Laura S asks:
My 50 year high school reunion was last fall. Actually 50+1 because of COVID. Have you attended any high school reunions? Or have you kept in touch with childhood friends post high school?
I’ve been to several high school reunions: Specifically the 5th, the 10th, the 20th and the 30th, and I have plans to attend my 35th, which as it happens falls on the centennial celebration of the founding of my high school, so it will be a big ol’ to-do. That said, most of the class reunions are an at-least-medium-sized to-do, since the way my school does it is to group alumni by five-year anniversaries, so when we went back for the 30th, others were there for their 10th, 20th, 40th, 50th and also their 5th, 15th, 25th and so on. My experience is that the reunions that end with “0” get more people at them than the ones that end with “5” (see my own attendance), but regardless the attendance is pretty solid, because many alumni live within driving distance of the school, and because it’s Just That Sort of School.
And why are The Webb Schools of California (my high school alma mater) Just That Kind of School? Lots of reasons, including small class sizes, so you know everyone and everyone knows you in a way that a school with a thousand kids per class can’t provide, and because it was a boarding school, which means that for four years everyone was up in everyone else’s business; even the “day students” spent far more time on campus than most kids at non-boarding schools. Also, as a college prep school, regardless of our backgrounds coming into the school, as alumni most of us inhabit a largely homogeneous social class, which aids in class cohesion. Finally, Webb goes out of its way to develop and encourage alumni outreach, between it and between alumni, for its benefit and ours — we get a useful and congenial alumni network, and Webb (among other things) gets alumni giving. The result is admirable alumni connectivity, both within graduating classes and among the alumni in general.
Given all that, I don’t suppose it’s surprising for me to say that I kept in touch with a pretty large number of friends from high school. Even now, a large number of my friend cohort is from that time in my life, including several of the people I would class into the “best friend” category. In the before times, we would keep in touch through phone and things like alumni notes; these days Facebook and other social media do the trick. On one hand, the persistence of our alumni connections mean that there are very few surprises at reunions; we all know what each other have been up to, in an at least basic sense. But on the other hand it’s nice to have those connections be a constant.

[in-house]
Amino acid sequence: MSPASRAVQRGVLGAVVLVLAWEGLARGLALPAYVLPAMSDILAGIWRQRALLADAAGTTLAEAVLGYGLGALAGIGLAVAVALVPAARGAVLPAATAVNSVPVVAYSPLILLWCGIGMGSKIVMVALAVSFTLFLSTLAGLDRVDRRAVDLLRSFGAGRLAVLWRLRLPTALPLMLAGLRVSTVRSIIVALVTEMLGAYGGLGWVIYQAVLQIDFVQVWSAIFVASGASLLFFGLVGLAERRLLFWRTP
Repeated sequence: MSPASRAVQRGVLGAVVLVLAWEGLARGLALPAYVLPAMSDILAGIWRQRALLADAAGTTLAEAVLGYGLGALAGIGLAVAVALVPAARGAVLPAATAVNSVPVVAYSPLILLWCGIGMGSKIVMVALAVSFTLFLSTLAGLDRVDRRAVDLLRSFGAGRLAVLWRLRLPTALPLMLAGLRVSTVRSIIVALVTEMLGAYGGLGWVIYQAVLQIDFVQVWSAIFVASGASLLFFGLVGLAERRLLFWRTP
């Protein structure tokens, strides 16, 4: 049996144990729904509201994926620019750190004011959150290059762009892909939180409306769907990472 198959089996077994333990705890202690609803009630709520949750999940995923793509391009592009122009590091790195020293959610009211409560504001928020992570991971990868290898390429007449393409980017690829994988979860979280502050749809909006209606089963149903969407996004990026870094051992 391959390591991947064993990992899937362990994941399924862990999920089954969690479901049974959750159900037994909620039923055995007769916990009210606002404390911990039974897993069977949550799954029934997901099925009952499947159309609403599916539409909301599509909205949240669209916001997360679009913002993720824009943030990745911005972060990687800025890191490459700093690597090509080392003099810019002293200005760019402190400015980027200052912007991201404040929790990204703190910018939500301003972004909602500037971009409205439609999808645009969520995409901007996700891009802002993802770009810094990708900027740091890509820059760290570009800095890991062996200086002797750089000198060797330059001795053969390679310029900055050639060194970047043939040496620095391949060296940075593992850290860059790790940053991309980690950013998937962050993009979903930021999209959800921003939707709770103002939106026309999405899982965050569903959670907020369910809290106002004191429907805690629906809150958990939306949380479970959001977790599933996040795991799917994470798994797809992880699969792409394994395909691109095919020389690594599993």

Indeed, one of the things I would say that has been a pleasant surprise over time is that these days, on average, I am probably closer to more of the classmates I went to school with (and other alumni from my school) than I was when we attended Webb together. When you’re in high school, you’re a teenager, with the attendant teenage angst and drama and everything else. I’m not snarking on teenage angst and drama — that’s part of what being a teenager is for — but it does generate alienation and conflict even within a small cohort of people. Everyone I went to high school with is now rather more settled, generally, and most of the conflicts we might have had in high school are either resolved, or at the very least so far in the past that we can’t remember what they were, so why bother hauling them up to the present day.
But beyond that, well, I just mostly like the people I went to school with. They’re pretty excellent folks, by and large, and the sort of people I would probably want to know even if I had not gone to high school with them and had that shared history. Inasmuch as we did share that history, however, I suppose one of the things that does incline me to like them is that the school did actually attempt to instill values in us: Service, and community feeling, and trying to be a just and decent person even when other people aren’t looking or you will see an immediate benefit from doing so. If you like who I am as a person, a non-trivial part of my ethical make-up comes from the values Webb tried to instill in us. I suspect I’m not the only one for whom those values still resonate and matter.
(That said, allow me to be the first to admit that my generally very positive experience with Webb is not universal. I know people who had not great experiences there, and also, aside from any purported values the school would instill, it was still high school in the 80s, with the inequities and questionable behaviors, from students and staff, of that era. It wasn’t a perfect place, filled with perfect people, he said, in an understatement. It was, however, good for me, and I believe the foundation for much of my future successes in life, personally and professionally, was laid there.)
I’m happy to know today the people I went to high school with, and expect I will be happy to know them all of our respective lives. I’m looking forward to seeing some of them at our 35th reunion this year. We’ll laugh and hug and talk and be glad we still get to have the connections we do. I like who we all got to be. I like that we get to be those people together.
(It’s not too late to get a question in for this week’s Reader Request Week! Go here to find out how to do so.)